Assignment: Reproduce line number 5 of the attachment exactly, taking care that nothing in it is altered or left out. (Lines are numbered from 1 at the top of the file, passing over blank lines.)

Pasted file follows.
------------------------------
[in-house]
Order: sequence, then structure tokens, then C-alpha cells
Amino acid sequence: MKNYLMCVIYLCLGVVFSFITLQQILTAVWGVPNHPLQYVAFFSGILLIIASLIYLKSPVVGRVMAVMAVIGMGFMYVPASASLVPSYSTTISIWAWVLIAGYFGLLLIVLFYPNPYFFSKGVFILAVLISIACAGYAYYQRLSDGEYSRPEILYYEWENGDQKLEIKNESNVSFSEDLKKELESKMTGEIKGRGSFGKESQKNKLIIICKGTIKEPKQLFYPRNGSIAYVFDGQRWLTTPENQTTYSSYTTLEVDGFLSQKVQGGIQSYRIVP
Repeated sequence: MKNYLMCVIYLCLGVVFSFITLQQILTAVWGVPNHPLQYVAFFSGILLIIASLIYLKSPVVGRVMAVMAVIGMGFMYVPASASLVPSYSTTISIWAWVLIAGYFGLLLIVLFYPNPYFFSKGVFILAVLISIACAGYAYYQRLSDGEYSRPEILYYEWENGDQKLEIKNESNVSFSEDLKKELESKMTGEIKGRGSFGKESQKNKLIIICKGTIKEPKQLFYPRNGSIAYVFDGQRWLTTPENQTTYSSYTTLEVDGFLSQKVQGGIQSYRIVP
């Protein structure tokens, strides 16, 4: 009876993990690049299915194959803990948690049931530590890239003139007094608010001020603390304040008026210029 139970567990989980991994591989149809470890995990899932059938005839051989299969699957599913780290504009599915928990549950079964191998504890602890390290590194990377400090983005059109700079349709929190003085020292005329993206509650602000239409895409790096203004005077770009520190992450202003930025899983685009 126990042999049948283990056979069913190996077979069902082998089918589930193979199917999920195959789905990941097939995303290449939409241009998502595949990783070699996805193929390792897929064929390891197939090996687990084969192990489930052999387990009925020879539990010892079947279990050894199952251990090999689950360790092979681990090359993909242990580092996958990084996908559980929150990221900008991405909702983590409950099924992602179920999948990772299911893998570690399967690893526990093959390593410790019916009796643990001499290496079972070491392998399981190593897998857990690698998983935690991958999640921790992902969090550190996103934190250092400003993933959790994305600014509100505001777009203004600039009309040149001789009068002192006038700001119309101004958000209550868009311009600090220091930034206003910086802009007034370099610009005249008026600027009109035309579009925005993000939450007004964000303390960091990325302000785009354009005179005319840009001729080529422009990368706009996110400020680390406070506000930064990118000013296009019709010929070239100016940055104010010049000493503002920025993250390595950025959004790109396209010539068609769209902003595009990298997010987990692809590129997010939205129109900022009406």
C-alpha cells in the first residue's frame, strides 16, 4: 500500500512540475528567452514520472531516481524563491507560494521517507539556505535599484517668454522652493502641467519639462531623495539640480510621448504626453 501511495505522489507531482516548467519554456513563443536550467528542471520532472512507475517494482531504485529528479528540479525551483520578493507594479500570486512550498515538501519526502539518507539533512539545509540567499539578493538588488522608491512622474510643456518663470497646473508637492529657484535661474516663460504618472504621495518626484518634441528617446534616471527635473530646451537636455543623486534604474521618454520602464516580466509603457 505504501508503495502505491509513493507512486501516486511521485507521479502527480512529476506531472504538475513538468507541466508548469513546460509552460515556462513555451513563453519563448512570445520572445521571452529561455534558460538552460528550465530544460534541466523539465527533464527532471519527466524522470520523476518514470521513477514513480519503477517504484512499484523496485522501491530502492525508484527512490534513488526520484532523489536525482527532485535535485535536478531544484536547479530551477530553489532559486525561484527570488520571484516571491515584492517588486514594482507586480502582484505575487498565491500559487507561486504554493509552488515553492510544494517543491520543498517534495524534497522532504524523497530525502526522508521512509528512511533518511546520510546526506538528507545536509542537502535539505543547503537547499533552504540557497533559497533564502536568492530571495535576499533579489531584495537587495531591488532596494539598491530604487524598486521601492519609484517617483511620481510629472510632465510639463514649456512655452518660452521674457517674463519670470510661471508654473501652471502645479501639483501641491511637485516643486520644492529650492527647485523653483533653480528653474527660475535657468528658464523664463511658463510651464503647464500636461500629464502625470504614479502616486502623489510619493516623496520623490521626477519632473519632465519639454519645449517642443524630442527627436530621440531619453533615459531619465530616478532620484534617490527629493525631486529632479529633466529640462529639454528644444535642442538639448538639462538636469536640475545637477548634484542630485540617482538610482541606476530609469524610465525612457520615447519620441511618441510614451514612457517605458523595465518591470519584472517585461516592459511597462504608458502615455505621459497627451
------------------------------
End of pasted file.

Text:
């Protein structure tokens, strides 16, 4: 009876993990690049299915194959803990948690049931530590890239003139007094608010001020603390304040008026210029 139970567990989980991994591989149809470890995990899932059938005839051989299969699957599913780290504009599915928990549950079964191998504890602890390290590194990377400090983005059109700079349709929190003085020292005329993206509650602000239409895409790096203004005077770009520190992450202003930025899983685009 126990042999049948283990056979069913190996077979069902082998089918589930193979199917999920195959789905990941097939995303290449939409241009998502595949990783070699996805193929390792897929064929390891197939090996687990084969192990489930052999387990009925020879539990010892079947279990050894199952251990090999689950360790092979681990090359993909242990580092996958990084996908559980929150990221900008991405909702983590409950099924992602179920999948990772299911893998570690399967690893526990093959390593410790019916009796643990001499290496079972070491392998399981190593897998857990690698998983935690991958999640921790992902969090550190996103934190250092400003993933959790994305600014509100505001777009203004600039009309040149001789009068002192006038700001119309101004958000209550868009311009600090220091930034206003910086802009007034370099610009005249008026600027009109035309579009925005993000939450007004964000303390960091990325302000785009354009005179005319840009001729080529422009990368706009996110400020680390406070506000930064990118000013296009019709010929070239100016940055104010010049000493503002920025993250390595950025959004790109396209010539068609769209902003595009990298997010987990692809590129997010939205129109900022009406």